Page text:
• Smith & Wesson Model 648 .22 WMR revolver is back

Smith & Wesson Model 648 .22 WMR revolver is back

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Smith & Wesson Model 648 .22 WMR revolver is back

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Smith & Wesson announced the reintroduction of the Model 648 rimfire double-action revolver. First introduced in 1989 and retired in 2005, the .22 Winchester Magnum Rimfire Model 648 features a six-inch barrel and is built around the Smith & Wesson K-frame

Smith & Wesson Model 648 .22 WMR revolver is back

On August 13th, Smith & Wesson announced the reintroduction of the Model 648 .22 WMR revolver, a mainstay in Smith & Wesson's offering of small-game hunting and target shooting guns for almost two decades.

Back by popular demand, the new Smith & Wesson Model 648 SA/DA .22 Magnum revolver is the reincarnation of a modern classic: fully faithful to the quality and features of the heavy-hitting plinker that rocked the hearts of many shooters and defeated so many targets and varmint, the new Model 648 is manufactured entirely out of stainless steel to ensure quality, reliability, and a long service life.

Smith & Wesson Model 648 .22 WMR revolver, left side

Smith & Wesson Model 648 .22 WMR revolver, left side

Chambered in .22 Winchester Magnum Rimfire (a.k.a. .22 WMR or .22 Magnum for short), the new Model 648 revolver is built Smith & Wesson's medium K-frame and features an eight round capacity cylinder, an adjustable rear sight and patridge front sight for enhanced accuracy when shooting at longer ranges.

Smith & Wesson Model 648 .22 WMR revolver, right side

Smith & Wesson Model 648 .22 WMR revolver, right side

Smith & Wesson Model 648 .22 WMR revolver is back

The full underlug 6" / 15,2 cm barrel allows the Smith & Wesson Model 648 revolver to make the most out of the inherent accuracy and ballistics of the .22 WMR cartridge, making this revolver an excellent choice for  competition shooting, leisure or recreational shooting, and training as well as small game hunting and pest control.

The Smith & Wesson Model 648 revolver is 11.1" / 28,19 cm long overall, ranging around 46.2 oz / 1,309 grams in weight; coming factory issued with black synthetic finger groove grips, the new Model 648 provides a firm hold and full controllability in all shooting conditions.

The new Model 648 comes with Smith & Wesson's Internal Lock, a well-known safety system that allows the shooter to make his/her firearm inert with a factory-issued key for secure transportation or storage.

The manufacturer's suggested retail price for the new Smith & Wesson Model 648 has been set at $749.00 in the United States. No information has been made available as of today concerning export availability and pricing.

What happens when companies (especially big ones, nowadays) “forget” the role, importance and value of good communication?

Well, for example, it may happen to take the picture of a “new product” with the wrong ammunition at side.

A severe problem? We think yes, as to us it is like one more warning bell for a general quality decay we are assisting in the visual communication approach of many companies in the gun industry.

Smith & Wesson Model 648 .22 WMR revolver is back

The press release you read on this page was initially delivered with the picture you see here at side: the new Smith & Wesson 648 .22 Winchester Magnum Rimfire revolver with… .22 Long Rifle ammunition.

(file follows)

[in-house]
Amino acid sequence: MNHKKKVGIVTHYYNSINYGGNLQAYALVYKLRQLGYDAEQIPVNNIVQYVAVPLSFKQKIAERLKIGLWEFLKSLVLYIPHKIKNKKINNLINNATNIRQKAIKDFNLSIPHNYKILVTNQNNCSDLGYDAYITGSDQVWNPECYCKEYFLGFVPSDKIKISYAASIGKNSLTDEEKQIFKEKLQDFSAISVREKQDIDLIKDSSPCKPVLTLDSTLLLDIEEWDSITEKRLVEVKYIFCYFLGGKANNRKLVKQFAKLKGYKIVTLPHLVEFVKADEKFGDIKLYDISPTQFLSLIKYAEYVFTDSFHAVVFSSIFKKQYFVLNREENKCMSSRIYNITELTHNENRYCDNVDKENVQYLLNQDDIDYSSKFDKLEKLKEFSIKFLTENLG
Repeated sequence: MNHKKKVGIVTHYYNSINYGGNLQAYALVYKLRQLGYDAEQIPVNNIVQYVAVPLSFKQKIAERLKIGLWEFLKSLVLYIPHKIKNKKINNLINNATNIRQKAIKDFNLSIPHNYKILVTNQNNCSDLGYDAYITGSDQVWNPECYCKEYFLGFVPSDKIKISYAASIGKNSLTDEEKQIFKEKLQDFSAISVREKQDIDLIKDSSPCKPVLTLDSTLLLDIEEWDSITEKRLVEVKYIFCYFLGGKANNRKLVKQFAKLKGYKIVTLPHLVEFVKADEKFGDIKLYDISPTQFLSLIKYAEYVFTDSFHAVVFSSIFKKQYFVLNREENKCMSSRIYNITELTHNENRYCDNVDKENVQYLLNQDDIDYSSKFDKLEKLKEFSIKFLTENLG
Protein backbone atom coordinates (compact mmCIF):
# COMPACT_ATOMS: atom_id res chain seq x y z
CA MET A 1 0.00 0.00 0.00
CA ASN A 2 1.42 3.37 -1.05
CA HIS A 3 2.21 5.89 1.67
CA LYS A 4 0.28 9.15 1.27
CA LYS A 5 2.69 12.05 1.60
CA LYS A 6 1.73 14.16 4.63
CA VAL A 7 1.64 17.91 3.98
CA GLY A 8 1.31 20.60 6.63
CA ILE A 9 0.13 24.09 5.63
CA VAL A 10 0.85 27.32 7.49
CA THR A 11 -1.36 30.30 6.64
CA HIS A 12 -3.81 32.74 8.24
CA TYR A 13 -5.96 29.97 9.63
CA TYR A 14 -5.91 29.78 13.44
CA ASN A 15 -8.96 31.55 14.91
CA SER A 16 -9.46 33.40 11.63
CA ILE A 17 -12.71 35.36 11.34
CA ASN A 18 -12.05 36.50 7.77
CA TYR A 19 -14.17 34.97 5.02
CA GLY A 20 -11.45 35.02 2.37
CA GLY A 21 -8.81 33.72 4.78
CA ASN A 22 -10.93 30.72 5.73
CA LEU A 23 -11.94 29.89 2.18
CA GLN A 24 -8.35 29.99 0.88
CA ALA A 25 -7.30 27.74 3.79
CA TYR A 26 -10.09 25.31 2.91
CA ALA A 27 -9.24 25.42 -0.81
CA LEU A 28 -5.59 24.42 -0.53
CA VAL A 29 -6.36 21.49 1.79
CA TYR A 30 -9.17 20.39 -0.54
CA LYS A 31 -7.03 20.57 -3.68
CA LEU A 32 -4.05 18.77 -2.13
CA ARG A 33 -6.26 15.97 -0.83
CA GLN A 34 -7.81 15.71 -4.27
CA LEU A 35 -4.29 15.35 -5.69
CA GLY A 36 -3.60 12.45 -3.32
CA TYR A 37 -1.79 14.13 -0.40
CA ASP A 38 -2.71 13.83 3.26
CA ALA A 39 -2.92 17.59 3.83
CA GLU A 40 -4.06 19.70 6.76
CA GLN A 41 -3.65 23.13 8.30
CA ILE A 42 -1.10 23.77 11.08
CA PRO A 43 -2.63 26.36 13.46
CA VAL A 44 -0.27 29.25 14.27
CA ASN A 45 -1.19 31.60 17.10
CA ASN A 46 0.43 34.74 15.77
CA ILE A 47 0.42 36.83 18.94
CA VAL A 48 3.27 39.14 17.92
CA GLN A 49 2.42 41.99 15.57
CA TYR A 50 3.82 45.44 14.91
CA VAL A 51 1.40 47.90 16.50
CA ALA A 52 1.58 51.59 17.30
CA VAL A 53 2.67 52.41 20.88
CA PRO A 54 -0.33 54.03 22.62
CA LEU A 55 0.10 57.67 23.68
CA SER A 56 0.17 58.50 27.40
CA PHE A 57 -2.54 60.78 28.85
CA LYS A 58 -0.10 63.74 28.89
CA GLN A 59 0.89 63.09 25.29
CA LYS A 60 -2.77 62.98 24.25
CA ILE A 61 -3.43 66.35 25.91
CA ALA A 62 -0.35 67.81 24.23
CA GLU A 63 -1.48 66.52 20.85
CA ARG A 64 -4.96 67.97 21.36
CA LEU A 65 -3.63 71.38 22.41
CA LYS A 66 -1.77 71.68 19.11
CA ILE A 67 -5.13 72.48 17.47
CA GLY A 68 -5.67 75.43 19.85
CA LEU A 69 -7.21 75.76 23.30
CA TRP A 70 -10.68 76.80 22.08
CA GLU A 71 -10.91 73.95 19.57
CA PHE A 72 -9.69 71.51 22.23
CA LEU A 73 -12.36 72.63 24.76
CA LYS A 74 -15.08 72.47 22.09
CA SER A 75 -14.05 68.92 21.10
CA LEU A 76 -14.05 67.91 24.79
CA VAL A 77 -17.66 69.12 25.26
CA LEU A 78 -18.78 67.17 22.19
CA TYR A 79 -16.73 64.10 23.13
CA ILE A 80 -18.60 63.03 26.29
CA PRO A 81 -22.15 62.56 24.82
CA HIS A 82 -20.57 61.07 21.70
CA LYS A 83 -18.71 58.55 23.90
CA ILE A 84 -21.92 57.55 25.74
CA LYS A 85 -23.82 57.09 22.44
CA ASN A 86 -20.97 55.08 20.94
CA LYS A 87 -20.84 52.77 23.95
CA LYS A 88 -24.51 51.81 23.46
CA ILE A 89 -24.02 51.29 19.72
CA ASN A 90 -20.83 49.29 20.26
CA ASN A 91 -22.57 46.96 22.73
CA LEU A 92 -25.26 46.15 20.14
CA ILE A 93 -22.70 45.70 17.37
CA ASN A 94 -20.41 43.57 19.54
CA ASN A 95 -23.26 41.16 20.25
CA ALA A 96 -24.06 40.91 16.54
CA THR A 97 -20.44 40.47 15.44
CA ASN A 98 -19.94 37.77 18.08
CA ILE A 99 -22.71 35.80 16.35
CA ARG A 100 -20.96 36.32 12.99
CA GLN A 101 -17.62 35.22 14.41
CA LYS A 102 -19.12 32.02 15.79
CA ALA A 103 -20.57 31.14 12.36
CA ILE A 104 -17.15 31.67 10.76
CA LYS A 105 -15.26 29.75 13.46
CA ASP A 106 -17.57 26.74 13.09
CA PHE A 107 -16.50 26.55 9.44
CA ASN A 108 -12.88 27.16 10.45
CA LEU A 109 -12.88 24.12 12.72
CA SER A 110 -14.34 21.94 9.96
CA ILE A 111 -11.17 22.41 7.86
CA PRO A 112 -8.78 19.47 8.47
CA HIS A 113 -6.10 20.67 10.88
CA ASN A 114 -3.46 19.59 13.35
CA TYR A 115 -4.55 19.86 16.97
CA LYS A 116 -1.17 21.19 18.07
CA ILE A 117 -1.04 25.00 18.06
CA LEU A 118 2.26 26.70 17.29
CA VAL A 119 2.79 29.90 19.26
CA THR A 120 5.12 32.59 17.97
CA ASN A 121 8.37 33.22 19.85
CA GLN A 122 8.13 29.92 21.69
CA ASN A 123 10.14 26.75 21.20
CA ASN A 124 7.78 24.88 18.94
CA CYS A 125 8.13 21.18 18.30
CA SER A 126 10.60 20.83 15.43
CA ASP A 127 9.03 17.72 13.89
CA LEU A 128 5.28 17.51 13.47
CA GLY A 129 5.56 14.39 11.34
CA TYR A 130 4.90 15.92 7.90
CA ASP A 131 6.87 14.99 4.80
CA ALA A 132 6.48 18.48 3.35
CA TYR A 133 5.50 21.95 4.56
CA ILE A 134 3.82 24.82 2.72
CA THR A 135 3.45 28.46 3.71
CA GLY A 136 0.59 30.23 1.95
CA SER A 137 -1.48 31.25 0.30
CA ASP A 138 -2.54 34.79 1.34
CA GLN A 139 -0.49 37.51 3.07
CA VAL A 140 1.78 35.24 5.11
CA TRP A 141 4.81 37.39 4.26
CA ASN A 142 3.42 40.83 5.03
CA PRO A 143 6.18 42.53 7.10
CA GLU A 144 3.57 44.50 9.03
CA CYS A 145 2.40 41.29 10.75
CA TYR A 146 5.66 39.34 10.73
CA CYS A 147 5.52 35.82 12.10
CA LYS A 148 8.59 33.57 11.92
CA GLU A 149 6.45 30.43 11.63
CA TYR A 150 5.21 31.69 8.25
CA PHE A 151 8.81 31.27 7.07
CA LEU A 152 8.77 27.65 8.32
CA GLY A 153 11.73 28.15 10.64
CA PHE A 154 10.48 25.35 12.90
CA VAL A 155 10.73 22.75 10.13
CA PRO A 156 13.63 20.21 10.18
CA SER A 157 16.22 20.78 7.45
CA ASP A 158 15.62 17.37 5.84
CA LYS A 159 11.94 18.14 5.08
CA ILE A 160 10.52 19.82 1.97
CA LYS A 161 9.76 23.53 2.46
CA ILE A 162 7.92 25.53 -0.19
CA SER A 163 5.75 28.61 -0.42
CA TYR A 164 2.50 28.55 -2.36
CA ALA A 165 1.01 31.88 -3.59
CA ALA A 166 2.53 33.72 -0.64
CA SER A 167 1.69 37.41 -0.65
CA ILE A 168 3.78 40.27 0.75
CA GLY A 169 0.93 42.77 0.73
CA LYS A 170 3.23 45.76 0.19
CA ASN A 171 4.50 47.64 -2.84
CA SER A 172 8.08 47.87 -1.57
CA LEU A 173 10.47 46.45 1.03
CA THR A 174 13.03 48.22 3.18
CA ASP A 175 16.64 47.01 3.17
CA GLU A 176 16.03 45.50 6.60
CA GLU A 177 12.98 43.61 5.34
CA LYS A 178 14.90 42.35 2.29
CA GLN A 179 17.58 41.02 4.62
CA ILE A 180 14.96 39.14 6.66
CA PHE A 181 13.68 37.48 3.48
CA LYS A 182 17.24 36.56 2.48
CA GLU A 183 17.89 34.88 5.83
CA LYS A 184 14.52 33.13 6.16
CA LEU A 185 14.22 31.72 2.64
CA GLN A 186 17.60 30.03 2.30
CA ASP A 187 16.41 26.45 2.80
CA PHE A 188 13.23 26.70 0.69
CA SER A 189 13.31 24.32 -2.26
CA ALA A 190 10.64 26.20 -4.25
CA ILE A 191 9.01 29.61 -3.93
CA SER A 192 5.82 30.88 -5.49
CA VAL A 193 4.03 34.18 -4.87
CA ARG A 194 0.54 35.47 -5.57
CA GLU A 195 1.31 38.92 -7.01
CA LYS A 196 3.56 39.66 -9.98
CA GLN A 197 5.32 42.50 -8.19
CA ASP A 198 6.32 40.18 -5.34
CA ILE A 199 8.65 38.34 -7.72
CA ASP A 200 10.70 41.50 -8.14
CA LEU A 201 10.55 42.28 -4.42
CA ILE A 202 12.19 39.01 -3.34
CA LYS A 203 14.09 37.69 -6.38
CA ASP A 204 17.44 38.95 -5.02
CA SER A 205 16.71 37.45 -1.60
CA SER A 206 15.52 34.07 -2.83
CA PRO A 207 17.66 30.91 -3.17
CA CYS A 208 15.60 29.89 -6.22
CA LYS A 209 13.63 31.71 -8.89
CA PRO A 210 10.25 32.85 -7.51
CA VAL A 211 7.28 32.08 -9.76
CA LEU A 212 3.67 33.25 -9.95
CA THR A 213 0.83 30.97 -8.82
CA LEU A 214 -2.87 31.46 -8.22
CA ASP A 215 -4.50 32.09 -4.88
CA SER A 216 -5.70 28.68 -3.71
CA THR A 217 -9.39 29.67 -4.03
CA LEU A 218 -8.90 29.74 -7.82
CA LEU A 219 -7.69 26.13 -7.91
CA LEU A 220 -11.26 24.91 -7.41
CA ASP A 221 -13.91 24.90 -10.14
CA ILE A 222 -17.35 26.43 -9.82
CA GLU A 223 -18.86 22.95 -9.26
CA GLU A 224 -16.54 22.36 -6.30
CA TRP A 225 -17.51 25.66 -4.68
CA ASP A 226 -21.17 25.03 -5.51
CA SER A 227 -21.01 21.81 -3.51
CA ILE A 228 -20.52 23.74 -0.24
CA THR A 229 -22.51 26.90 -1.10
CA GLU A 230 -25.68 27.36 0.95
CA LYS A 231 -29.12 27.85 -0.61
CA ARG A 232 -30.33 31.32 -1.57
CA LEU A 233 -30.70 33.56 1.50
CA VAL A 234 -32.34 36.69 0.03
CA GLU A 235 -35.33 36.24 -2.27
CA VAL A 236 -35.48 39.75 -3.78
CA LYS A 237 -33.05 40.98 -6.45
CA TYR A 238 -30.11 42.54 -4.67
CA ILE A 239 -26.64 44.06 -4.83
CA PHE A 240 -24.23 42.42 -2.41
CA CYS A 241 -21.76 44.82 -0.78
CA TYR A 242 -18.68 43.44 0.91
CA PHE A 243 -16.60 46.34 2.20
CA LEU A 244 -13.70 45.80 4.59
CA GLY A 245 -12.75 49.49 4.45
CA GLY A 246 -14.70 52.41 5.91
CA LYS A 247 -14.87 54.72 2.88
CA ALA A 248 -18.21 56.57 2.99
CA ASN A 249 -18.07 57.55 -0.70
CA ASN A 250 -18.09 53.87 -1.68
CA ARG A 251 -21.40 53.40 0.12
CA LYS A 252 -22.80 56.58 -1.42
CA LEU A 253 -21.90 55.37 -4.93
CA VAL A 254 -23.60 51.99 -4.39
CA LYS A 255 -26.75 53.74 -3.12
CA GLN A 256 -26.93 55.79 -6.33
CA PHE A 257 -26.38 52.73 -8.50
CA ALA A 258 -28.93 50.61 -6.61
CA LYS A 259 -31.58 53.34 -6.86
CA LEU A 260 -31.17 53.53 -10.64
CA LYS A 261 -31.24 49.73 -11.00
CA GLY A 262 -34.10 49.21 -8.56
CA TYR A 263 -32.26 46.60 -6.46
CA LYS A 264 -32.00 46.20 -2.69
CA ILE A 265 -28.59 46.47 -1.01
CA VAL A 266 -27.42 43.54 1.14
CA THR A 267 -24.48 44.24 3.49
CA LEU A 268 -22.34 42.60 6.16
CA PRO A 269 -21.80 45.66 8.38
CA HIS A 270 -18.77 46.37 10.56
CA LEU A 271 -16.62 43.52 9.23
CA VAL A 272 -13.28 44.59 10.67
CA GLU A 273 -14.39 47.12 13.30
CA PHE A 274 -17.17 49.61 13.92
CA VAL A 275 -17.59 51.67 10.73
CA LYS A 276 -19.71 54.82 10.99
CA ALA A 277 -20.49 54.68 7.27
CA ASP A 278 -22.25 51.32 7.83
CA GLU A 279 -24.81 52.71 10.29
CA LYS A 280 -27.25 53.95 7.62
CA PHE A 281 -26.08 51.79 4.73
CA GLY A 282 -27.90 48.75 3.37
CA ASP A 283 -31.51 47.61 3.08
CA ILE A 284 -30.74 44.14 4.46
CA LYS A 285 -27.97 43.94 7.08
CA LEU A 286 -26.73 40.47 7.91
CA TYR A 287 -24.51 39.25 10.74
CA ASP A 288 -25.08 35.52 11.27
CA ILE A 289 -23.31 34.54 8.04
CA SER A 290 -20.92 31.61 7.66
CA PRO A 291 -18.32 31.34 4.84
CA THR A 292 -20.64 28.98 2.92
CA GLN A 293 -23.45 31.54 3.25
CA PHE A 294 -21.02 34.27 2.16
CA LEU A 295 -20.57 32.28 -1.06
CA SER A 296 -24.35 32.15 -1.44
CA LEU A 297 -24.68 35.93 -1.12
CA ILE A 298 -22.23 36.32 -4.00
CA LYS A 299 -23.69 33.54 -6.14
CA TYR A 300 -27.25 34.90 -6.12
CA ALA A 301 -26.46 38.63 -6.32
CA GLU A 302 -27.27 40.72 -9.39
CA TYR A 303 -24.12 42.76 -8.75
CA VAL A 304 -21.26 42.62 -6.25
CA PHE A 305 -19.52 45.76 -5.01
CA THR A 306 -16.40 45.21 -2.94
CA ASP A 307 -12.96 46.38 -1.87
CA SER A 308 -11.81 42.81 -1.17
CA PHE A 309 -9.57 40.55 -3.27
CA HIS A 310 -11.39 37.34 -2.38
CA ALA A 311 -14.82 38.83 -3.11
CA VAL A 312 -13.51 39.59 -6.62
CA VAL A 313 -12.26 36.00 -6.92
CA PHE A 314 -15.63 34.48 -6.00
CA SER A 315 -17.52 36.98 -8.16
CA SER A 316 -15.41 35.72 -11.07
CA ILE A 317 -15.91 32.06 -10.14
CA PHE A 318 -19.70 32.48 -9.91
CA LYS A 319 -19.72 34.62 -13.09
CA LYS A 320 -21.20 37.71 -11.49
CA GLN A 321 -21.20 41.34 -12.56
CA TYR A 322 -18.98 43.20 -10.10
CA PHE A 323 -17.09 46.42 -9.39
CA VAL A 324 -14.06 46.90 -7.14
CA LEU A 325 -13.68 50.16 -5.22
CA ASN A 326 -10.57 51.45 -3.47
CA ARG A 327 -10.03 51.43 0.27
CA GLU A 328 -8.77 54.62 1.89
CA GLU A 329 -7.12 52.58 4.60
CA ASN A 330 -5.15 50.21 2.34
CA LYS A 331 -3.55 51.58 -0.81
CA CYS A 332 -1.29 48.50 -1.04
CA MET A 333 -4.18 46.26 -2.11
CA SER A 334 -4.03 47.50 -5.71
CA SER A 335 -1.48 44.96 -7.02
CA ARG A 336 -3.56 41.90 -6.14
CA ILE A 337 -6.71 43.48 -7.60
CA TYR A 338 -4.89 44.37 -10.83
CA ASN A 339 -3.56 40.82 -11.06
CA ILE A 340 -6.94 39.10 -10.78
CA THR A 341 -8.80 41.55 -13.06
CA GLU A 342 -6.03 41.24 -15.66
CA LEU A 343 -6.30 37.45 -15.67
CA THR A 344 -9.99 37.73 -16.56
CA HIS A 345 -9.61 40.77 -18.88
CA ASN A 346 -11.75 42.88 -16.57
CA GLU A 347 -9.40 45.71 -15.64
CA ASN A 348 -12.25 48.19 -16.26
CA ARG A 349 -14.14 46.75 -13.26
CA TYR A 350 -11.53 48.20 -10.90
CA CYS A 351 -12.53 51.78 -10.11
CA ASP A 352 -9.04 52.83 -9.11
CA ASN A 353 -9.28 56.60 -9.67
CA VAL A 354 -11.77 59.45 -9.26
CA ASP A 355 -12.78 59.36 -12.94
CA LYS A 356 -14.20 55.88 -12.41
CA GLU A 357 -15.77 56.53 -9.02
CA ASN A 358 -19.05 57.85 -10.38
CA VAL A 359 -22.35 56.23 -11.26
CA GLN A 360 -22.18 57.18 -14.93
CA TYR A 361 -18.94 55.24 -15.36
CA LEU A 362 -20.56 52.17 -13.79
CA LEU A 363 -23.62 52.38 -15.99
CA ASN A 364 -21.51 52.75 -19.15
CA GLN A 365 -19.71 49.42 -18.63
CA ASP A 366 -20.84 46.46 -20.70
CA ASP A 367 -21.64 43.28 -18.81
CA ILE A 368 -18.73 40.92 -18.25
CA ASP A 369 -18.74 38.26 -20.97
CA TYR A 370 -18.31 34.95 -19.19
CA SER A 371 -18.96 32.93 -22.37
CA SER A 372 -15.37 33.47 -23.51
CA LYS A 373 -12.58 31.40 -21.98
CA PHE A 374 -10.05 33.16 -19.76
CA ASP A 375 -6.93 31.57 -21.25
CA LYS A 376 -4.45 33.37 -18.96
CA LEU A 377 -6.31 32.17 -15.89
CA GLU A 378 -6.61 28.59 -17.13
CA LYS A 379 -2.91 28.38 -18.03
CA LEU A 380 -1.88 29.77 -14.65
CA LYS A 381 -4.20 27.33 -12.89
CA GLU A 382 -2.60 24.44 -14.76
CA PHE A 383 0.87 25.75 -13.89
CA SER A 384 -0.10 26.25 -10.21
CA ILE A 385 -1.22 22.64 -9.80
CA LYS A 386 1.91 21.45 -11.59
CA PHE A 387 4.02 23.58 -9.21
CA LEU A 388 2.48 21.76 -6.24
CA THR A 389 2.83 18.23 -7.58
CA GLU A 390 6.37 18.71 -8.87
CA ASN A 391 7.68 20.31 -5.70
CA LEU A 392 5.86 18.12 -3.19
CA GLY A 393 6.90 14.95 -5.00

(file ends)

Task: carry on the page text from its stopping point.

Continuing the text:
Luckily enough, someone in the company quickly realized the mistake made by the photographer and sent out a new picture with the right .22 WMR ammunition at side of the revolver (the one you see opening this page).

Unfortunately, and despite the correction, both images are quite poor in composition. And this is not a good thing, for a picture that should instead “announce and launch worldwide” a new product.

Many companies in the gun industry nowadays ignore the importance of composing an image to make it well balanced, beautiful, emotional and able to fit all kind of (professional) editorial and promotional uses: in a word, to be able to be effective.

Poor quality always comes from improvisation and absence of competence.

Year after year, this is what is killing the inner and outer beauty that instead we should feed, maintain and preserve when transferring to others not just marketing information, but far more important, “knowledge and passion” about what we do and tell about.

We are not criticizing an “apparently” scarcely important mistake made by someone at Smith & Wesson.

No, we want to point out how much important is to assign a task (whatever) to the right people: possibly a professional, or at least to a serious person.

Would you ever ask anyone to take part in a F1 race just because he/she owns a “driving license”? of course not.

Realizing a good picture to promote a new product at International level is not – and cannot be – as easy as posting on Facebook a picture of the pizza you are eating with friends.

A good picture should always provoke emotions: attracting, fascinating, engaging. What about the one here at side?

A photo should always tell far more about a product than just “showing” it.

Know what you do, and do it with care and passion. And of course, culture and experience can add a lot more to the final result.

Top managers in the gun industry should keep in better consideration the importance of professional photographers when doing marketing.

Because improvisation and absence of competence do not help in doing… nothing.